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LOL Helio, if you're doing a lot of tapping and such that would lead me to believe you play metal, and prefer high gain amps with a lot of distortion. In that case you might well be very happy with an amp sim - IMO the amp sims do a better job of emulating high gain distortion such as a cranked Marshall, Boogie or Soldano, than more subtle distortion like an old Fender or Vox which I don't think they emulate very well at all.

 

In the end I guess you'll have to try them for yourself and see if they work for you, cuz that's what really matters. If you find you don't like em, there are also some tiny tube amps and preamps out there now which you might like better and you can crank em at low volume. Some of them get pretty pricey though.

 

Incidentally I also am usually both guitarist and engineer. And often songwriter too. I find the POD really useful for composition and scratch tracks, then when I have the parts and the arrangements worked out the way I want, I re-cut the track with an amp.

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Without even trying, I've managed to collect a few too many software amp sims (Nigel, Tubefex, the Simanalog stuff, and other freeware sims) and with a $49 CDN blowout, picked up Warp as well.

 

A popular thing these days is to split the guitar signal and drive multiple amps, particularly for heavier sounds. This is really easy to do with the software amp sims.

 

With Cubase SX, I set up a bunch of Group channels, and stick an amp sim in each one. Then, from the direct guitar track, I send the output to each of the Group tracks (prefader, of course).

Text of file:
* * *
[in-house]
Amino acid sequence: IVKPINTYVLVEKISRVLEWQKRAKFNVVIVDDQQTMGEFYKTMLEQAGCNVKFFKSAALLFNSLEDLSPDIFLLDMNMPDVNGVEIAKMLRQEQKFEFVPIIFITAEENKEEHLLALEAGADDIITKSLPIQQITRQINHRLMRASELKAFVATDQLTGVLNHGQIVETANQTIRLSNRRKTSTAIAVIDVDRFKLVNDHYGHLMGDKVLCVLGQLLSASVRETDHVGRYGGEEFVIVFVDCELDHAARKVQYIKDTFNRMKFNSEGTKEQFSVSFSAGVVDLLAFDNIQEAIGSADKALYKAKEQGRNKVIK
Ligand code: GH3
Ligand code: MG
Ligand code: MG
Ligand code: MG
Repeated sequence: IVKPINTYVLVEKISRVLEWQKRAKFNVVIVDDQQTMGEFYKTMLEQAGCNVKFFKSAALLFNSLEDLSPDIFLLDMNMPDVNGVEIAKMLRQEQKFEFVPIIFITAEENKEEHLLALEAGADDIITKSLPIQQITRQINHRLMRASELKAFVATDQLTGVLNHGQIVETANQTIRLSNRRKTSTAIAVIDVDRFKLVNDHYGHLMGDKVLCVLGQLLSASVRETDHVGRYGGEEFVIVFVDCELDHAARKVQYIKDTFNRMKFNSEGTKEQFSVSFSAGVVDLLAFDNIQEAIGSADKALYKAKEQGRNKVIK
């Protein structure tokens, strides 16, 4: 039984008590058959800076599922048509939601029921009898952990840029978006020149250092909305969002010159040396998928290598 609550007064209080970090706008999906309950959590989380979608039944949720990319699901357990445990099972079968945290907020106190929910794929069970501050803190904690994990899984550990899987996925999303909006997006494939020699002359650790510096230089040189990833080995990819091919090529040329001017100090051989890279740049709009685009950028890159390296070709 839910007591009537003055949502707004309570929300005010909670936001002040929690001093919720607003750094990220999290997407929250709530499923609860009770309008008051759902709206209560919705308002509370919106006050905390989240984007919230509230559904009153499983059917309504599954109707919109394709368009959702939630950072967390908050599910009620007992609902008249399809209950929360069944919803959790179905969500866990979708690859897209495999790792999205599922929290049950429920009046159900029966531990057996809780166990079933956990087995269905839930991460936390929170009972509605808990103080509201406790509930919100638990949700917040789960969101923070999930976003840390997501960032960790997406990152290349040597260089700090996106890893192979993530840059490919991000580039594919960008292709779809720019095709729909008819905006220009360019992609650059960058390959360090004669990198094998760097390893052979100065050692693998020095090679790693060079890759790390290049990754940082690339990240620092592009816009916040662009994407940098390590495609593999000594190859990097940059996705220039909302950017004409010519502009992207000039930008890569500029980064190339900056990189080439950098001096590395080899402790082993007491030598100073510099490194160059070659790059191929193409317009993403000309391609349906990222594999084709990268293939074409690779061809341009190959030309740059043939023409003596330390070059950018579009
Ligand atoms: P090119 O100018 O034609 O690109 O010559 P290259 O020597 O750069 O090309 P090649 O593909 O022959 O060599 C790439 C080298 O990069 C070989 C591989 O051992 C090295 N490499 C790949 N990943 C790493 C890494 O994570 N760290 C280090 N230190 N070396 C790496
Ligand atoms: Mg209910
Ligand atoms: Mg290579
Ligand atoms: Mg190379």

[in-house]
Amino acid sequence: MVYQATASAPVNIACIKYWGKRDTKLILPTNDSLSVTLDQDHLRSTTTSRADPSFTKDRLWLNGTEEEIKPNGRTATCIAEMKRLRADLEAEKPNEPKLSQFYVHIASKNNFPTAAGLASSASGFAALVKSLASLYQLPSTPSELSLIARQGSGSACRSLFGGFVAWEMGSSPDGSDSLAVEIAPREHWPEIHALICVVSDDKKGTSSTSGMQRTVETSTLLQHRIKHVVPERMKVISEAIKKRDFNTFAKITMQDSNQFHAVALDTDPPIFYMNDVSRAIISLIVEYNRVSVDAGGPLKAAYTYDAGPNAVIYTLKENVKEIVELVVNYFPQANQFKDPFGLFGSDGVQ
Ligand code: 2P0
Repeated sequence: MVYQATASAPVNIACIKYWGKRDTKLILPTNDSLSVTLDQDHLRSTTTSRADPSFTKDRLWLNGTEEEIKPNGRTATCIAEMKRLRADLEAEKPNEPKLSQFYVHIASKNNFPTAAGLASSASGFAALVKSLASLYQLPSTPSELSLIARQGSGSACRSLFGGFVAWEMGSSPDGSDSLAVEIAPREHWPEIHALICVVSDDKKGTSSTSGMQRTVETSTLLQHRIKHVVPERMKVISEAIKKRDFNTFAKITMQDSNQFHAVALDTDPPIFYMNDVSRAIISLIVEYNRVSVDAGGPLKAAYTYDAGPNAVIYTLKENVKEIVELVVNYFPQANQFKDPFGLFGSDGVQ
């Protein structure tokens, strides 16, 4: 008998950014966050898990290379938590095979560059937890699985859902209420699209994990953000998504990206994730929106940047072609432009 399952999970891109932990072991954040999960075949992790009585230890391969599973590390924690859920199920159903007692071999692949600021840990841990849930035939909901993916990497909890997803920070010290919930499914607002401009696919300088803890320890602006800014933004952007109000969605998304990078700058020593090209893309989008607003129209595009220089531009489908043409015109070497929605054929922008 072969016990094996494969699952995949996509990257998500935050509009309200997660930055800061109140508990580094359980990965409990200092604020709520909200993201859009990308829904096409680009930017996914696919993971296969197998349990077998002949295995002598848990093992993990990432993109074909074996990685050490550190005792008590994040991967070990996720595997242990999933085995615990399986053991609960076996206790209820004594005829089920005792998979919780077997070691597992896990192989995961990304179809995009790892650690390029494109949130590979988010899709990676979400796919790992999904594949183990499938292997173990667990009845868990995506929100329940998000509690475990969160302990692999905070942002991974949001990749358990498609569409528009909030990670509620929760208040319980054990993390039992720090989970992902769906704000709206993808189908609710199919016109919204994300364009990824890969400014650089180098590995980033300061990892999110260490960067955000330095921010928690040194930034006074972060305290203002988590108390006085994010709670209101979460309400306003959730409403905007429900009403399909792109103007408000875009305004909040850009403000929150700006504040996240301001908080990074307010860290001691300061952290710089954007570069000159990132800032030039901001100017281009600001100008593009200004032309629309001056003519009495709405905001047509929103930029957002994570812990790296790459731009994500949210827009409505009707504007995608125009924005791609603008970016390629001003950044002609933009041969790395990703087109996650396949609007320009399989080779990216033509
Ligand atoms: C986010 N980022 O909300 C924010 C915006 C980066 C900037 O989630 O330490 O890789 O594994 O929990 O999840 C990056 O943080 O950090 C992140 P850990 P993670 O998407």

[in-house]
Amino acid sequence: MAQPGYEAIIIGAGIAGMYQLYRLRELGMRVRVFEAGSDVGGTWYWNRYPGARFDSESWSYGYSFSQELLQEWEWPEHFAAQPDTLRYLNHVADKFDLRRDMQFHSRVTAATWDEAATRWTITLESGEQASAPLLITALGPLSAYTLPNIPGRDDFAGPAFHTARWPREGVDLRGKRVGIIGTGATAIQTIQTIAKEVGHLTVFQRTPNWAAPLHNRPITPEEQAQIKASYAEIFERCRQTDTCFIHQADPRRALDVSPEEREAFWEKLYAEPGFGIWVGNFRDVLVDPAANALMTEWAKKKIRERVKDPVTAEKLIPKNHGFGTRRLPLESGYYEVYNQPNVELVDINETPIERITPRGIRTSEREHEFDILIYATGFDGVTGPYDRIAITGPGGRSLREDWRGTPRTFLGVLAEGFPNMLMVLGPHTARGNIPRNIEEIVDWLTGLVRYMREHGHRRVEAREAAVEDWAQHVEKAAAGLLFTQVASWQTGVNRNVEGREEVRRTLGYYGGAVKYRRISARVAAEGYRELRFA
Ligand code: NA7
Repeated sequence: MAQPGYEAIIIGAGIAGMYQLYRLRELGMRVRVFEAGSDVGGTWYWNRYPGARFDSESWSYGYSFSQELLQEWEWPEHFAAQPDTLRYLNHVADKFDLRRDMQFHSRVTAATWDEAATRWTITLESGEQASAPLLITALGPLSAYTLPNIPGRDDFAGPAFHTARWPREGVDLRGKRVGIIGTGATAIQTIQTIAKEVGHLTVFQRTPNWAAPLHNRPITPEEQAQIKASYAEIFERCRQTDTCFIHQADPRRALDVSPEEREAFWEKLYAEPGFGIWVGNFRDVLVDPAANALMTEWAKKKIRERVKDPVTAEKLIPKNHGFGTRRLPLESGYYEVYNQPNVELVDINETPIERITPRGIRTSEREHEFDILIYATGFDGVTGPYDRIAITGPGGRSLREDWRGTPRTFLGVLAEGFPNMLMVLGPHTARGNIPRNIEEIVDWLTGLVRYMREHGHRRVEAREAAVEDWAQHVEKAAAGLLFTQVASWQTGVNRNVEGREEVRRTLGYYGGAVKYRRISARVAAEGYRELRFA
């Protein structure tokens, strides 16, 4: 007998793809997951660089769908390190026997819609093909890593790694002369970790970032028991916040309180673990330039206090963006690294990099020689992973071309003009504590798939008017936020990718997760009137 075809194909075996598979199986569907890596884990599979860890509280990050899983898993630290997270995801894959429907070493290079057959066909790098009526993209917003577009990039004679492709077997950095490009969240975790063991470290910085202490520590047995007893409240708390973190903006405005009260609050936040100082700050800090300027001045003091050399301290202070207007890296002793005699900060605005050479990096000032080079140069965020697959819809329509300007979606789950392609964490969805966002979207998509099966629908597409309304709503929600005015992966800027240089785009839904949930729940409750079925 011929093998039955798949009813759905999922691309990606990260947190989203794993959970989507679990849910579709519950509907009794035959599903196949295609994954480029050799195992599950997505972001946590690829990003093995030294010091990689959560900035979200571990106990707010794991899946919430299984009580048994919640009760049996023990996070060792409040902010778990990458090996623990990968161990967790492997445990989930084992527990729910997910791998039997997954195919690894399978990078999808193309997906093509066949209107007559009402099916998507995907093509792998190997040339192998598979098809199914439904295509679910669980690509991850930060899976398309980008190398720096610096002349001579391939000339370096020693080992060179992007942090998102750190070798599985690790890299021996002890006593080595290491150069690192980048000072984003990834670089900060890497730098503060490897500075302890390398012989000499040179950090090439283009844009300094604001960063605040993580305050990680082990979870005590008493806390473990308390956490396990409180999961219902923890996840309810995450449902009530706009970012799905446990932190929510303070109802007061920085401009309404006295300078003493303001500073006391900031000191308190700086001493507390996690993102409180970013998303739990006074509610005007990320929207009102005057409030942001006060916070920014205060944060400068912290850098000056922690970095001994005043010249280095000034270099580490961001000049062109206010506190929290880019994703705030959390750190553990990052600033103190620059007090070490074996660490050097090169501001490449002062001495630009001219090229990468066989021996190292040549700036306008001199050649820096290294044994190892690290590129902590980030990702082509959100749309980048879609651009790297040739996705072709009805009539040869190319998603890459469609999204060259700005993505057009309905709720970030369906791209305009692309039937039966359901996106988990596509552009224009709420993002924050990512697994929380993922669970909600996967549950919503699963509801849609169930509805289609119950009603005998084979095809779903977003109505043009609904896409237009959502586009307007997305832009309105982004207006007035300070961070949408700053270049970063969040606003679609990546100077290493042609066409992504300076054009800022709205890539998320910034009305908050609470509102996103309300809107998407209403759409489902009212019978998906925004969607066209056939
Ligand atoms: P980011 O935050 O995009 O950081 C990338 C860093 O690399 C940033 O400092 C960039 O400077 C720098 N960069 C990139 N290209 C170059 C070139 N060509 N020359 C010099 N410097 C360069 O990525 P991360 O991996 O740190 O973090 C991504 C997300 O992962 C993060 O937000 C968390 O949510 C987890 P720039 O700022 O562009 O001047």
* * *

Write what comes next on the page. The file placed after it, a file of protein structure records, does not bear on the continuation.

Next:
I can then blend the Group channels to taste.

 

Some combinations just don't work - they blend like chalk and cheese. Others work great.

 

BTW, I'm a tube amp guy at heart, not only playing them but building them. But I've been having a blast with the sims, and finding them really useful.

 

js

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I have a Pod 2.0 and I like it. I didn't especially like the presets and ended up either tweaking them significantly or creating new ones from scratch. Some of you who don't like the Pod might want to avoid the presets and try doing some serious tweaking before dismissing the device. I found it was a lot easier to tweak by using an external Midi fader box so I could easily get at the parameters lacking their own dedicated knobs.

 

However, lately when recording serious guitar tracks I have recorded three tracks: Pod direct, amp mic and room mic. By having these three tracks I can get a nice full sound and vary the amount of ambience.

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Without even trying, I've managed to collect a few too many software amp sims (Nigel, Tubefex, the Simanalog stuff, and other freeware sims) and with a $49 CDN blowout, picked up Warp as well.

 

A popular thing these days is to split the guitar signal and drive multiple amps, particularly for heavier sounds. This is really easy to do with the software amp sims.

 

With Cubase SX, I set up a bunch of Group channels, and stick an amp sim in each one. Then, from the direct guitar track, I send the output to each of the Group tracks (prefader, of course).

 

I can then blend the Group channels to taste.

 

Some combinations just don't work - they blend like chalk and cheese. Others work great.

 

BTW, I'm a tube amp guy at heart, not only playing them but building them. But I've been having a blast with the sims, and finding them really useful.

 

js